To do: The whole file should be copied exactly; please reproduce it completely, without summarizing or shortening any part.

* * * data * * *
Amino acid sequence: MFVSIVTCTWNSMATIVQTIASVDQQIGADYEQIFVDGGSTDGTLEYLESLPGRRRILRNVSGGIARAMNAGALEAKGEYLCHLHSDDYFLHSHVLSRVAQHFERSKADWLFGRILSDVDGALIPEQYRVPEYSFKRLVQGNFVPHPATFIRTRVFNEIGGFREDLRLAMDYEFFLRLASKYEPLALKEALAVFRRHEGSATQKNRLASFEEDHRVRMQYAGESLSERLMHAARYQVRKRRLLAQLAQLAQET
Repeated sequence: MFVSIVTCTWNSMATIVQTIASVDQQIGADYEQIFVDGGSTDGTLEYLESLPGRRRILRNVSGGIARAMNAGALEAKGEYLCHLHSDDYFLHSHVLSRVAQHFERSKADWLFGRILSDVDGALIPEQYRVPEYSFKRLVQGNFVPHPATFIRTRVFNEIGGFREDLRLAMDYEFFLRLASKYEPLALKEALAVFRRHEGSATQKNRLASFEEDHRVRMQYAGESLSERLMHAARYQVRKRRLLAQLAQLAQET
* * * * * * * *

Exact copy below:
Amino acid sequence: MFVSIVTCTWNSMATIVQTIASVDQQIGADYEQIFVDGGSTDGTLEYLESLPGRRRILRNVSGGIARAMNAGALEAKGEYLCHLHSDDYFLHSHVLSRVAQHFERSKADWLFGRILSDVDGALIPEQYRVPEYSFKRLVQGNFVPHPATFIRTRVFNEIGGFREDLRLAMDYEFFLRLASKYEPLALKEALAVFRRHEGSATQKNRLASFEEDHRVRMQYAGESLSERLMHAARYQVRKRRLLAQLAQLAQET
Repeated sequence: MFVSIVTCTWNSMATIVQTIASVDQQIGADYEQIFVDGGSTDGTLEYLESLPGRRRILRNVSGGIARAMNAGALEAKGEYLCHLHSDDYFLHSHVLSRVAQHFERSKADWLFGRILSDVDGALIPEQYRVPEYSFKRLVQGNFVPHPATFIRTRVFNEIGGFREDLRLAMDYEFFLRLASKYEPLALKEALAVFRRHEGSATQKNRLASFEEDHRVRMQYAGESLSERLMHAARYQVRKRRLLAQLAQLAQET